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Coal in the 21st Century: Energy Needs, Chemicals and Environmental Controls Editors: R E Hester, R M Harrison



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This book contains 224 pages.
Print publication date: 04 Oct 2017
Copyright year: 2018
Print ISBN: 978-1-78262-860-6
PDF eISBN: 978-1-78801-011-5
ePub eISBN: 978-1-78801-251-5
Citation:

About this book

The long-term future for coal looks bleak. The recent UN climate change conference in Paris called for an end to the use of fossil fuels. However, coal remains one of the world’s most important sources of energy, fuelling more than 40% of electricity generation worldwide, with many developing nations relying almost wholly on coal-fuelled electricity.

Coal has been the fastest growing energy source in recent years and is essential for many industrial activities, but the coal industry is hugely damaging for the environment. A major driver in climate change and causing around 40% of the world’s carbon dioxide emissions, coal fuel comes at a high environmental price. Furthermore, mining and air pollution kill thousands each year.

A timely addition to the series, this book critically reviews the role of coal in the 21st century, examining energy needs, usage and health implications. With case studies and an examination of future developments and economics, this text provides an essential update on an environmental topic the world cannot ignore.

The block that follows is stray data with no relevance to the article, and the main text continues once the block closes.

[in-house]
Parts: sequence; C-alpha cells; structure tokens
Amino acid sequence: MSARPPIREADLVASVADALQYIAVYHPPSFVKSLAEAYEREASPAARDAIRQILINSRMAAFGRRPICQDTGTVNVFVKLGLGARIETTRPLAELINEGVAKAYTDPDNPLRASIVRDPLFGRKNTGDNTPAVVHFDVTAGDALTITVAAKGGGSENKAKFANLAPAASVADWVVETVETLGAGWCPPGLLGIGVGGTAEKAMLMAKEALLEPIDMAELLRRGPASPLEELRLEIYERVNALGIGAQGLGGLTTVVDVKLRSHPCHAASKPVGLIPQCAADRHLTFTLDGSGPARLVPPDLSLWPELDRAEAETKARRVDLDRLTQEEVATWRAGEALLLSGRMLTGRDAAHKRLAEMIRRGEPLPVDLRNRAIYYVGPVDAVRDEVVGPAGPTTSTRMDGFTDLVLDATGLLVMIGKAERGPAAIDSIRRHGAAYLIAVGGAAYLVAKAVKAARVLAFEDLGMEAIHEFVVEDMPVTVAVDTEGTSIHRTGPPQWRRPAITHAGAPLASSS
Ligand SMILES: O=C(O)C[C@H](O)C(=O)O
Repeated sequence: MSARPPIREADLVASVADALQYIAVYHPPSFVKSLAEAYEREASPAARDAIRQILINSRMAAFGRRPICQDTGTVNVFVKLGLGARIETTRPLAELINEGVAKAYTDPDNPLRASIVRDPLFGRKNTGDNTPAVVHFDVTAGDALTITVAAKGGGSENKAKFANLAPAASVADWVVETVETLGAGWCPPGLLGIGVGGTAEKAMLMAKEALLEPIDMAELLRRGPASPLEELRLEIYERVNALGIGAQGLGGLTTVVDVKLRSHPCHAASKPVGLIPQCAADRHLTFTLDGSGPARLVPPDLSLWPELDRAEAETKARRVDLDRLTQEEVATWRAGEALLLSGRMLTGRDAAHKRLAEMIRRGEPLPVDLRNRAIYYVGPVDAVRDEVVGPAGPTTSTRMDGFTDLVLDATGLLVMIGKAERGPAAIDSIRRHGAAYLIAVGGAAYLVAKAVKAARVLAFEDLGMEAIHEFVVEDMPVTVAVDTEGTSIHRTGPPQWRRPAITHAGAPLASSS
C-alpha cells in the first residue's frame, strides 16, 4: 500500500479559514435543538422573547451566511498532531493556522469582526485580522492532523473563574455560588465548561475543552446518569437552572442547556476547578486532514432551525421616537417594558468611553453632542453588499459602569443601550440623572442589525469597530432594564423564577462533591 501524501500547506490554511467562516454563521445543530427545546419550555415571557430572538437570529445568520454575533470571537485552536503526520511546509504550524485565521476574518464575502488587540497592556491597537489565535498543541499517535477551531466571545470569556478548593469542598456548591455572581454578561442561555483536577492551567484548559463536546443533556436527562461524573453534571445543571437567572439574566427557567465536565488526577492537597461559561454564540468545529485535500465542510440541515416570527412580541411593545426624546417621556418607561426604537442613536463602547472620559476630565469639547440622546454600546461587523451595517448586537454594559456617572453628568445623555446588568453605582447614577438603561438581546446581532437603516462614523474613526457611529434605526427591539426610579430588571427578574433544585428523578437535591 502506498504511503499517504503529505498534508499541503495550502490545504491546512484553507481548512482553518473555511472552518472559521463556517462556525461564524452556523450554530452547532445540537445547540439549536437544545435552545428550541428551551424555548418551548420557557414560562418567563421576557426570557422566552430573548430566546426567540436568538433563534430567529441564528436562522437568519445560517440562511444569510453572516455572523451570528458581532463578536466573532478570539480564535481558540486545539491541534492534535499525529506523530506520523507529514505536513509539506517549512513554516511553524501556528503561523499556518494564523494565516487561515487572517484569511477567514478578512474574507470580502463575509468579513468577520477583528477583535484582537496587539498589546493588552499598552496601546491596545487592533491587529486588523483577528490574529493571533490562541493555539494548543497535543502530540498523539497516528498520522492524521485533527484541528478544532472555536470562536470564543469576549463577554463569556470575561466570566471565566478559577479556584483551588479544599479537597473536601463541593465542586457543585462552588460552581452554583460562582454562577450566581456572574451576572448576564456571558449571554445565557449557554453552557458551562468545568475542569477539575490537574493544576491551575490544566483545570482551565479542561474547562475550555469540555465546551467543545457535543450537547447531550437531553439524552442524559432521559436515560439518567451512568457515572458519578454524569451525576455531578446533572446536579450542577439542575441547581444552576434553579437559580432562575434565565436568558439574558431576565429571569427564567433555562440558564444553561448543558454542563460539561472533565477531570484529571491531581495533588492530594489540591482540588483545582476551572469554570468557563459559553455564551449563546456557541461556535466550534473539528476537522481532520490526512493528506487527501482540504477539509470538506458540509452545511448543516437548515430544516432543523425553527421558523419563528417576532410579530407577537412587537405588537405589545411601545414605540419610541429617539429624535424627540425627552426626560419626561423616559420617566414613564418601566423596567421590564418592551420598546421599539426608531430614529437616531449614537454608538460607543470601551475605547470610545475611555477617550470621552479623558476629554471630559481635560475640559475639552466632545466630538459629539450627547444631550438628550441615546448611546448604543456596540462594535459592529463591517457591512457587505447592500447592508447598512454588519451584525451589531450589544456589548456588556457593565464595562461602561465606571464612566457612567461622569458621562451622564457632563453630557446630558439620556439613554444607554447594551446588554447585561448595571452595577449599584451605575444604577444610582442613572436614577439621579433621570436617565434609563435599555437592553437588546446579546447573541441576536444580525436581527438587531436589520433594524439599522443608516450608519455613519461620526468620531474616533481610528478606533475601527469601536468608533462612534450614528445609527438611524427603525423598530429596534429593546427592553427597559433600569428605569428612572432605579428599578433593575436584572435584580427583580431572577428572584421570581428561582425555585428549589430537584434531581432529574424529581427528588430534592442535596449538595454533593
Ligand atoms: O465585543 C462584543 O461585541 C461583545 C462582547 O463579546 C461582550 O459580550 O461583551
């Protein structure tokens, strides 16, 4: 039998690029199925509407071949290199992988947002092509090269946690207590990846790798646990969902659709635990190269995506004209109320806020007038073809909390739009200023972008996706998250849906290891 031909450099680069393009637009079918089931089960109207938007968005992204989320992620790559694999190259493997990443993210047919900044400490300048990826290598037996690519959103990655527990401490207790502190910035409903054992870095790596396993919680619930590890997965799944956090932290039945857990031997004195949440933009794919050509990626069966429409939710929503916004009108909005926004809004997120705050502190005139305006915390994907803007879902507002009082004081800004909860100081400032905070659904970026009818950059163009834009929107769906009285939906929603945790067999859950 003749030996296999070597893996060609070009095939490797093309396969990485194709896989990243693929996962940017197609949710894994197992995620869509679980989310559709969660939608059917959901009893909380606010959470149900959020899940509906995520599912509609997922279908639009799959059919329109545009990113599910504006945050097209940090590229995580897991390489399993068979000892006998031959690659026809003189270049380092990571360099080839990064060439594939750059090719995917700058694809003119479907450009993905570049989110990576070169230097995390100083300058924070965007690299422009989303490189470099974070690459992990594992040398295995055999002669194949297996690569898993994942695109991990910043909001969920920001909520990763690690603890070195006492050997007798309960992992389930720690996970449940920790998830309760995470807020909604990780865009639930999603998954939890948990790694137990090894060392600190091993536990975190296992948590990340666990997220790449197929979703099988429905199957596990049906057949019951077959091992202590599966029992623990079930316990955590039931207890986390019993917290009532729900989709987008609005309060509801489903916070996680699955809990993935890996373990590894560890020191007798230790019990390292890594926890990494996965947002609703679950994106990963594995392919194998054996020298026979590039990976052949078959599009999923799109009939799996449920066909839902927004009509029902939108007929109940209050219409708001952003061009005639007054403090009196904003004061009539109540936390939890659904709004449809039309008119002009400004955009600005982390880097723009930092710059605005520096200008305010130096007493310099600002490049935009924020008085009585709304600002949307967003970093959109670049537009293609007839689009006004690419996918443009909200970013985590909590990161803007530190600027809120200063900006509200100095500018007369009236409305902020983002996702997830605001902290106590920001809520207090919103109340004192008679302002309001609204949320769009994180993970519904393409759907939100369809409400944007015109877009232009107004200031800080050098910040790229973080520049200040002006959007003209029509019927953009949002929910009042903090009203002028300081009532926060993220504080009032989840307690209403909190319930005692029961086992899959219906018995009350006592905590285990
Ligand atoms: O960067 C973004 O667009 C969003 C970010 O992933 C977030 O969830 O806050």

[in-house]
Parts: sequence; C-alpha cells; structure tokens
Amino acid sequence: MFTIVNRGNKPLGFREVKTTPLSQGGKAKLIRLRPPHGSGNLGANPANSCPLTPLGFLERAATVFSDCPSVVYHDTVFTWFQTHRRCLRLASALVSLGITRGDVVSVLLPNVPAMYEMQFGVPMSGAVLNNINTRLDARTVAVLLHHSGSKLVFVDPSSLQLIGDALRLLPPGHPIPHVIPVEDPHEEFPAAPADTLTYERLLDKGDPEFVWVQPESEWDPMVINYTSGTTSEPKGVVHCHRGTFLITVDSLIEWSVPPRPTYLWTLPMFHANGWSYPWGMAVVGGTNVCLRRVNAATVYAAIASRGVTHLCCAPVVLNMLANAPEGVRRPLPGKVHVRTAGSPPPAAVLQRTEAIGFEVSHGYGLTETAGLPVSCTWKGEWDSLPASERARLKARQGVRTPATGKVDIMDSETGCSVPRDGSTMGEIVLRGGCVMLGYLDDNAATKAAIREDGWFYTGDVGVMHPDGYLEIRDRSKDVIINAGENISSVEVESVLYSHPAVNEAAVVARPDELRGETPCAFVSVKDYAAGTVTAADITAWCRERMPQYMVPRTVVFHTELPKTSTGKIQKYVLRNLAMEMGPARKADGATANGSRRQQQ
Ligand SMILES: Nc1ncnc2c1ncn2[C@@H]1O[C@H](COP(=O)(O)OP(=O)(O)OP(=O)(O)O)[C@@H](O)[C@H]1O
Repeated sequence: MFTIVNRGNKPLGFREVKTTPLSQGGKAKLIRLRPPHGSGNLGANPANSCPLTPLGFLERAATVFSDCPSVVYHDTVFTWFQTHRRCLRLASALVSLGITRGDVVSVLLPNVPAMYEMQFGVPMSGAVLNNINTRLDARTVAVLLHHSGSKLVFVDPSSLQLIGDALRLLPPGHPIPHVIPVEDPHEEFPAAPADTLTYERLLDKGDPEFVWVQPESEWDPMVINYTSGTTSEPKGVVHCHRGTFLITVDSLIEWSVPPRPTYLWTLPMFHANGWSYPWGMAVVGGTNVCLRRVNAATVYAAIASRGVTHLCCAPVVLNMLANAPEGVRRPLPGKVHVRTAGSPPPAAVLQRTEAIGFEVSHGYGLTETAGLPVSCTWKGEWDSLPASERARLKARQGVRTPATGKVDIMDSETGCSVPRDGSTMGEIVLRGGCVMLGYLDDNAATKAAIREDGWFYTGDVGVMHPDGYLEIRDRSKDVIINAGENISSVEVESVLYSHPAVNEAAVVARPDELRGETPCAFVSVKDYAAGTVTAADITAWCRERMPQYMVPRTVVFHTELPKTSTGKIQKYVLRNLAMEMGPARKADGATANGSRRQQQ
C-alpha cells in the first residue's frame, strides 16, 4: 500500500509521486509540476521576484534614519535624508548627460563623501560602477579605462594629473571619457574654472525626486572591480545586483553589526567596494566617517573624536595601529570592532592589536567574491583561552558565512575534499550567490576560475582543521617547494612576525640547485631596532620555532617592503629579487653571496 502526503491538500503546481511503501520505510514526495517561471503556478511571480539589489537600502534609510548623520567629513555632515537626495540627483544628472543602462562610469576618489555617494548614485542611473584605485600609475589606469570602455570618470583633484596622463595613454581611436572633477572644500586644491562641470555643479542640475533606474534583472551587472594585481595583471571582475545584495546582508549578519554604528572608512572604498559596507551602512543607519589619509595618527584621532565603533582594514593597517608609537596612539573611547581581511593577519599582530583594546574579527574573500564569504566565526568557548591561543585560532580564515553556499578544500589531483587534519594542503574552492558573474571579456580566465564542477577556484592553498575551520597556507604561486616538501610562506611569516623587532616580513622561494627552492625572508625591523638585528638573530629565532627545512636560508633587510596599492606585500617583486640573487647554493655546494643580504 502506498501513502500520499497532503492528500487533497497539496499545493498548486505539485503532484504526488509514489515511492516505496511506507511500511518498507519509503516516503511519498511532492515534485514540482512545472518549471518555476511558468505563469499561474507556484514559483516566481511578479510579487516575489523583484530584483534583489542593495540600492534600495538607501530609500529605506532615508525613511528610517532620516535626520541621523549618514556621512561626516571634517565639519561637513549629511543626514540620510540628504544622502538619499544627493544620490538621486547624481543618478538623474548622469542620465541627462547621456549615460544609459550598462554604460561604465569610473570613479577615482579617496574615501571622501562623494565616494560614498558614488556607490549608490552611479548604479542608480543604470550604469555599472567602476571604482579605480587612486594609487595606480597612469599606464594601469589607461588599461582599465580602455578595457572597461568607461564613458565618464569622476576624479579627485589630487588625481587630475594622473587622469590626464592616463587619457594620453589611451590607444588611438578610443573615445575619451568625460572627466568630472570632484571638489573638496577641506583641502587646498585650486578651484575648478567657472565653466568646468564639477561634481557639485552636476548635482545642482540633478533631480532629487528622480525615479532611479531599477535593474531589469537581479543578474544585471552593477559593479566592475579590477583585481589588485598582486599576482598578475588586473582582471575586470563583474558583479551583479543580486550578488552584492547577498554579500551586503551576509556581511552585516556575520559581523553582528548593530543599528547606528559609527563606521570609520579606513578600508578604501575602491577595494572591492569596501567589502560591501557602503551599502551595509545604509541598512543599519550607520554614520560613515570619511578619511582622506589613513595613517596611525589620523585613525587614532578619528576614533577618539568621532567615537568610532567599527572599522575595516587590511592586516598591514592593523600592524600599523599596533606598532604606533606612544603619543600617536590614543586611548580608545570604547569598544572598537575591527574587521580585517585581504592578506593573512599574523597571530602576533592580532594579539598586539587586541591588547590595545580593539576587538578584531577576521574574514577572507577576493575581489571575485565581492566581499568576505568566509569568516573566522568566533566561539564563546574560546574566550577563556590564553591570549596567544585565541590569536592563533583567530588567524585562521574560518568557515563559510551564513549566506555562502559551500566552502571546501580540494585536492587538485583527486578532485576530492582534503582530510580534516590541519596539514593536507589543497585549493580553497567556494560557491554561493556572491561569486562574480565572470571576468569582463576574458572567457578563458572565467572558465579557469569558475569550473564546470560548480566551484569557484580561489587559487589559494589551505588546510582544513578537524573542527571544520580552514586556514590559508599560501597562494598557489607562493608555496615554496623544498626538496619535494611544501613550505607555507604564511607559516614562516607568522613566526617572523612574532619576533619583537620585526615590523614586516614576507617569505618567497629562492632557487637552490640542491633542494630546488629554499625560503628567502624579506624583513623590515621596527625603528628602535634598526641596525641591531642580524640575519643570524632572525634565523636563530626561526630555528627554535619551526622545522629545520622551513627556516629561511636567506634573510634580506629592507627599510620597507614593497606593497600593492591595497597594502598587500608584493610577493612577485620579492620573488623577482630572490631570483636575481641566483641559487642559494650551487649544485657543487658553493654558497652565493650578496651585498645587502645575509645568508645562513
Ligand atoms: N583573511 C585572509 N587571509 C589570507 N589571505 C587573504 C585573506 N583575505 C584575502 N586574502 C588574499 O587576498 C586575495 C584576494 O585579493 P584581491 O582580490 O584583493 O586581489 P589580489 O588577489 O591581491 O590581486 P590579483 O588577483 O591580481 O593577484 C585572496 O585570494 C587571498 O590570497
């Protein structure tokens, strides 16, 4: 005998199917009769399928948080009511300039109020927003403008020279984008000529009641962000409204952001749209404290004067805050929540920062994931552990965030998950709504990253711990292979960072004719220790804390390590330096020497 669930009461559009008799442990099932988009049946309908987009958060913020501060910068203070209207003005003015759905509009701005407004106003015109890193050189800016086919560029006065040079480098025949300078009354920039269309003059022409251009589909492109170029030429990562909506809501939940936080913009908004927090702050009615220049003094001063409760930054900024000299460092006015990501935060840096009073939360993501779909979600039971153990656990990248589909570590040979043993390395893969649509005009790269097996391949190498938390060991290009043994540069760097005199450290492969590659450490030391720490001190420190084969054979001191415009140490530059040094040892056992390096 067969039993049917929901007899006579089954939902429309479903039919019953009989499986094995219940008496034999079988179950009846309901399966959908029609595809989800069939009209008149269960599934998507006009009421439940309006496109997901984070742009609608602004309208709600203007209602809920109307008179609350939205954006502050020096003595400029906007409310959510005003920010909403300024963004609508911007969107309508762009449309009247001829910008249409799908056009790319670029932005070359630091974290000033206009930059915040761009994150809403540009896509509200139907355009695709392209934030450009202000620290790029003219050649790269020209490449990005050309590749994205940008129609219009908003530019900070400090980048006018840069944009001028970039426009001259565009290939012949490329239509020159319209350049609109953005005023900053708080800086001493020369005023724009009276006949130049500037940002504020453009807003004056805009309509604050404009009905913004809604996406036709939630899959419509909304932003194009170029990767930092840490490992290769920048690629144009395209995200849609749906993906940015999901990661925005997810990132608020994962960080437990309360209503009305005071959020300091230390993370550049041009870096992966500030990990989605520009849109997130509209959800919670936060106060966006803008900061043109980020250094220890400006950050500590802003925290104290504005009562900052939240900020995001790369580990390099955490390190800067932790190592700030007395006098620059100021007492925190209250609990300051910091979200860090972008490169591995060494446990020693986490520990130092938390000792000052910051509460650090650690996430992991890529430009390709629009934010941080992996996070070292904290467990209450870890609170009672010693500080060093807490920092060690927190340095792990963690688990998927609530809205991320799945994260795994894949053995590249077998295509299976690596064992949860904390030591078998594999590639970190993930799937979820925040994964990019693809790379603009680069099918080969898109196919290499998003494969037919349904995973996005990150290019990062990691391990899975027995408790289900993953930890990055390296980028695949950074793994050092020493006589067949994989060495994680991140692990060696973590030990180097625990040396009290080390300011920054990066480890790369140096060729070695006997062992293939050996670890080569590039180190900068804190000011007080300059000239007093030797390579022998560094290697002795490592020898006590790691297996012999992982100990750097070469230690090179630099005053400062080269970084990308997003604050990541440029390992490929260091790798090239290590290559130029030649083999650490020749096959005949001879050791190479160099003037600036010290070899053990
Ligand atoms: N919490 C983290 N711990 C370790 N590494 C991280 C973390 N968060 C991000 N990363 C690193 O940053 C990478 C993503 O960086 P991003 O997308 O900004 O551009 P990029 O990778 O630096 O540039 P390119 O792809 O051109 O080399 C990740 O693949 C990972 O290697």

Author information

The series has been edited by Professors Hester and Harrison since it began in 1994.

Professor Roy Harrison OBE is listed by ISI Thomson Scientific (on ISI Web of Knowledge) as a Highly Cited Researcher in the Environmental Science/Ecology category. He has an h-index of 54 (i.e. 54 of his papers have received 54 or more citations in the literature). In 2004 he was appointed OBE for services to environmental science in the New Year Honours List. He was profiled by the Journal of Environmental Monitoring (Vol 5, pp 39N-41N, 2003). Professor Harrison’s research interests lie in the field of environment and human health. His main specialism is in air pollution, from emissions through atmospheric chemical and physical transformations to exposure and effects on human health. Much of this work is designed to inform the development of policy.

Now an emeritus professor, Professor Ron Hester's current activities in chemistry are mainly as an editor and as an external examiner and assessor. He also retains appointments as external examiner and assessor / adviser on courses, individual promotions, and departmental / subject area evaluations both in the UK and abroad.